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Sierra Nevada - can you cycle from north to south into Alpujarra's from Granada ?

Jun 6, 2010
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we're a little unclear on whether there is a road route all the way over the mountain pass from the Granada side to The Alpujarras . anyone been there and can say either way whether its possible tom ride all the way up and over by road bike ?

i've been told that there is and also that there is an impassable section where you need to load yourself and bike onto a chair lift ( summer ) and then ride down the south side .

anyone help please ?
 
Feb 9, 2010
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I've ridden up to Trevelez from the coast, then along that road to the west, it sits about 2000m, couldn't see anything that looked like a rideable road that went even further up, it could be a whole load of misery. There looks like a decent road that runs up to Capileira (it's even on google street view), but looks like it stops being a decent road after the town, where streetview finishes you can see it's dirt track in the distance. To give you an idea, the road east of there through Trevelas and through is quite rough in places, really amazing though, the locals farm fields that look like they're at 45 degrees and the donkeys that pull the ploughs are dressed up in fancy headresses, worth a visit, I'd go back.
 
Jun 6, 2010
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safty , ive also ridden the trevelez roads and also granada to sierra nevada but it was in february and theres no way that it was passable then . agree with you on the alpujarra's area - very enjoyable spot .

its just that theres been some suggestion that you could do this and not only that but there is a race each summer .

any information i could gleen while there said there is no paved surface across the mountain ie no pass .

so conflicting information raised the question
 
Yes, there is a road across the Sierra Nevada (it is the one visible on Google Maps, from Bubion to Capileira and then up-up-up). I travelled it south-to-north back in '99, early July. All information I have is from then.

The northern road is tarmac, good until the car park at about 2700 metres. Above that altitude the road was closed for all un-authorized motor vehicles, and the surface was poorer toward the top. There is actually a cul-de-sac all the way to the top of Pico Veleta (a small car park 25 meters below the summit which is at 3398 meters). The actual pass I believe is at about 3200-3250 meters.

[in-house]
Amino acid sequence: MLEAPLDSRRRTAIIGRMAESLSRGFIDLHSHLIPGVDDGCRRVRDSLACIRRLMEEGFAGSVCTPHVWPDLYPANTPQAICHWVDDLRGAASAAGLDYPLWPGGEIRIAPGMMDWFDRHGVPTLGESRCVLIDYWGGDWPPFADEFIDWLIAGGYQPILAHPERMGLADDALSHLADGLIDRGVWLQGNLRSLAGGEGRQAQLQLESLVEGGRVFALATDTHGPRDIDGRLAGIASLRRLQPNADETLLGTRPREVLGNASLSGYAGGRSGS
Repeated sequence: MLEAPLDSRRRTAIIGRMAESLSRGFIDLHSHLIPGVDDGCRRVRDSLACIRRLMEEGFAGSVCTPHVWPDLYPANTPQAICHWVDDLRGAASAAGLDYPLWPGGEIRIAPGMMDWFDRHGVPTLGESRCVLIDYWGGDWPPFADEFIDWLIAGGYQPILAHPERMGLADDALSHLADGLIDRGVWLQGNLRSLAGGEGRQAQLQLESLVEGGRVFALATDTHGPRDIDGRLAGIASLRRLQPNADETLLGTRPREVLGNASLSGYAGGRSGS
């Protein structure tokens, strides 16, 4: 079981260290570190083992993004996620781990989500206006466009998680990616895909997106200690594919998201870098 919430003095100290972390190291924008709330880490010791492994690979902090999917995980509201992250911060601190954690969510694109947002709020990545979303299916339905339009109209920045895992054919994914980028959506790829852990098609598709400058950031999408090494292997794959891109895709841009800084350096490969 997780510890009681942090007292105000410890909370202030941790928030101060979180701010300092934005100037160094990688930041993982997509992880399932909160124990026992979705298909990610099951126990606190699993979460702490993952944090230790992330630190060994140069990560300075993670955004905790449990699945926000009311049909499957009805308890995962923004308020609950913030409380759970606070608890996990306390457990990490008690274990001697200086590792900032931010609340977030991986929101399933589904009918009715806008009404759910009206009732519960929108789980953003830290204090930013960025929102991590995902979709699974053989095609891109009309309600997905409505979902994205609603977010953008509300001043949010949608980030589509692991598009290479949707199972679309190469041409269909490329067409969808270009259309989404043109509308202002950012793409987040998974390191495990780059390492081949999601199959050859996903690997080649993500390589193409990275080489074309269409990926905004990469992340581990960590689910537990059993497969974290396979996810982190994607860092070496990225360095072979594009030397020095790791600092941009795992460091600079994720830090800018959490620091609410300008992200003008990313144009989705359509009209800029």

There was no impassable section at all in 1999, and two or three official cars passed us. We saw no other cyclists climbing the south side, but met a couple of mountain bikers going downhill.

The sourthern side is a pretty rough gravel road, almost all the way down to Capileira (at 1500 meters). I had a touring bike with 37mm tires (loaded with >20kg); with the high load I was forced to walk some (steep) parts. I'm not sure how easy it would be to ride an unloaded road bike downhill.

It was two of the most memorable days I have spent on a bike.

A couple of pictures:

1999_282_hogsvang.jpg


1999_286_mulhacen-es.jpg


More pictures here - unfortunately in Swedish, but the crossing starts about half way down the page. Click the link at the end of each day for more pictures.
 
Stelvio said:
Yes, there is a road across the Sierra Nevada (it is the one visible on Google Maps, from Bubion to Capileira and then up-up-up). I travelled it south-to-north back in '99, early July. All information I have is from then.

The northern road is tarmac, good until the car park at about 2700 metres. Above that altitude the road was closed for all un-authorized motor vehicles, and the surface was poorer toward the top. There is actually a cul-de-sac all the way to the top of Pico Veleta (a small car park 25 meters below the summit which is at 3398 meters). The actual pass I believe is at about 3200-3250 meters.

There was no impassable section at all in 1999, and two or three official cars passed us. We saw no other cyclists climbing the south side, but met a couple of mountain bikers going downhill.

The sourthern side is a pretty rough gravel road, almost all the way down to Capileira (at 1500 meters). I had a touring bike with 37mm tires (loaded with >20kg); with the high load I was forced to walk some (steep) parts. I'm not sure how easy it would be to ride an unloaded road bike downhill.

It was two of the most memorable days I have spent on a bike.

A couple of pictures:

1999_282_hogsvang.jpg


1999_286_mulhacen-es.jpg


More pictures here - unfortunately in Swedish, but the crossing starts about half way down the page. Click the link at the end of each day for more pictures.

Thanks a lot, you have answered a question I had for a good 10 years. I wanted to climb from Motril ( sea-level) to the top of Veleta on my road bike and thought that it was possible as my maps led me to believe it was. I never actually went there to try it, I would have like to do it when in top or at least in sufficient shape ( although I did visit the area 2 or 3 times).
I also considered entering the race from Pinos Genil, but it was difficult to find good info on the web. Plus it looked like a low key local event. Now it looks like you can find more details on the web.
I thought the race actually reached the top at 3400m, and maybe it did a few years ago, but now apparently they stop at 3293m.
http://www.cicloturistaveleta.es/index.html?arbol=recorrido
If you google pinos genil veleta you can find more info in spanish.
The foot race to the top looks like a bigger event.
Thanks again
 

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